Diagnostic capacity for skin fungal disease in Africa should reach the standards recommended by scientific medical mycology societies.

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(Article in French) Published today in the International Journal of Dermatology, the Diagnostic capacity for cutaneous fungal diseases in the African continent finds key gaps in (diagnosing/treating) skin fungal disease.

Skin fungal infections affect ~750 million people globally [1]. There are estimated to be over 135 million school-age children in Africa with fungal hair infections (pictured) [2]. About 20% of HIV-infected patients have a skin fungal infection, and these infections are a clinical clue to the diagnosis of HIV.

Some skin fungal infections can be readily diagnosed clinically, but laboratory confirmation is required for most, partly to ensure the clinical diagnosis is accurate and partly to ensure the correct treatment is given. The continuing outbreak of antifungal-resistant ringworm in India, emphasises the need to take samples for identification – the key laboratory tests are direct microscopy and fungal culture.

  • Direct microscopy is often or occasionally performed in 30 of 48 (63%) African countries, but not done in 10 (21%) in the public sector. 
  • Fungal cultures are often or occasionally performed in 29 of 48 (61%) of African countries, but not done in 9 (20%) public healthcare facilities.

Neglected Tropical Diseases (NTDs) listed by the World Health Organization include mycetoma, chromoblastomycosis and sporotrichosis, which are caused by many different fungi. All three are devastating infections mainly impacting (location/countries/areas), casting patients into poverty and carrying huge social stigma. Critical for diagnosis: skin biopsy, microscopy, histopathology and fungal culture.

  • Of 47 African countries with data, 7 (15%) and 21 (45%) do not offer skin biopsy in the public or private sector, respectively, but 32 (67%) countries do it regularly or occasionally, mostly in university hospitals.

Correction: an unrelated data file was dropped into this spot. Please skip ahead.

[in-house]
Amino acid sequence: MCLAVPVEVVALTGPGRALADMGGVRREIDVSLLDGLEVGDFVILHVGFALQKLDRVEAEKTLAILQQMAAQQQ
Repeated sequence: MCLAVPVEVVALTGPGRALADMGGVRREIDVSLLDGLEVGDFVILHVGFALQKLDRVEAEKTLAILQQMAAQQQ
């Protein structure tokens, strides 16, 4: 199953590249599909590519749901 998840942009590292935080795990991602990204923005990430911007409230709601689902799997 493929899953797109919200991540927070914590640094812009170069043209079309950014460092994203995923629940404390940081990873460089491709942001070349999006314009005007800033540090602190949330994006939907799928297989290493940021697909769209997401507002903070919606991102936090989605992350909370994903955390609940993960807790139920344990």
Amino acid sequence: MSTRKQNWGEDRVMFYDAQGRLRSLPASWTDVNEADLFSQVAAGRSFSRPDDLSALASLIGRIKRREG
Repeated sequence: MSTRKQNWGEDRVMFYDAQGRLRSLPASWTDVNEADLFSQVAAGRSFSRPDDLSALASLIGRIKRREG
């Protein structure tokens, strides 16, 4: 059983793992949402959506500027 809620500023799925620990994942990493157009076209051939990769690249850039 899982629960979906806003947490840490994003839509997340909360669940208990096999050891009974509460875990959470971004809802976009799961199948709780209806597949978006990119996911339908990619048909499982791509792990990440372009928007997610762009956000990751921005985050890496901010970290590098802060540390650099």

• Histopathological examination of tissue is frequently used in 31 of 48 (65%) African countries, but not in 9 (20%) countries in the public sector.

Dr Aida of Cheikh Anta Diop University of Dakar and Aristide Le Dantec Hospital, Dakar, Senegal, GAFFI Country Ambassador and lead author of the report declared:

In many African countries laboratory services to diagnose fungal infection are poorly developed, with lack of awareness, laboratory skills and resources the principal issues. We hope this paper and report will translate into comprehensive coverage of direct microscopy and fungal culture in Africa over the next decade.”

Dr Lala Ramarozatovo, Professor of Dermatology at the Hospital Joseph Raseta Befelatanana in Antananarivo, Madagascar and GAFFI Country Ambassador stated:

Although dermatophytosis is among the most diagnosed skin fungal disease in Africa, our biggest concerns are the neglected and serious tropical fungal diseases such as chromoblastomycosis, sporotrichosis and mycetoma. Many patients remain undiagnosed for years and the laboratory support is too often lacking. We were dismayed to learn that seven African countries cannot do the first basic step in diagnosis – a skin biopsy. Dermatologists play an important role in clinical diagnosis but there is a severe shortage of dermatologists in most of Africa.”

The survey described the Diagnostic capacity for cutaneous fungal diseases in the African continent was conducted in 2021-2022 by Global Action For Fungal Infections (GAFFI) in collaboration with the Africa Centres for Disease Control and Prevention (Africa CDC). The survey findings were presented at the 2nd Conference on Public Health in Africa in Kigali in December 2022.

The research paper includes co-authors from Botswana, Cameroon, the Central African Republic, the Democratic Republic of Congo, Gambia, Guinea Bissau, Mali, Mauritania, Mozambique, Namibia, Somalia, Sudan, Tchad and Togo.

[1] Urban K, Chu S, Scheufele C, Giesey RL, Mehrmal S, Uppal P, Delost GR. The global, regional, and national burden of fungal skin diseases in 195 countries and territories: A cross-sectional analysis from the Global Burden of Disease Study 2017. JAAD Int. 2020 Nov 30;2:22-27. doi: 10.1016/j.jdin.2020.10.003.

[2] Bongomin F, Olum R, Nsenga L, Namusobya M, Russell L, de Sousa E, Osaigbovo II, Kwizera R, Baluku JB. Estimation of the burden of tinea capitis among children in Africa. Mycoses. 2021 Apr;64(4):349-363.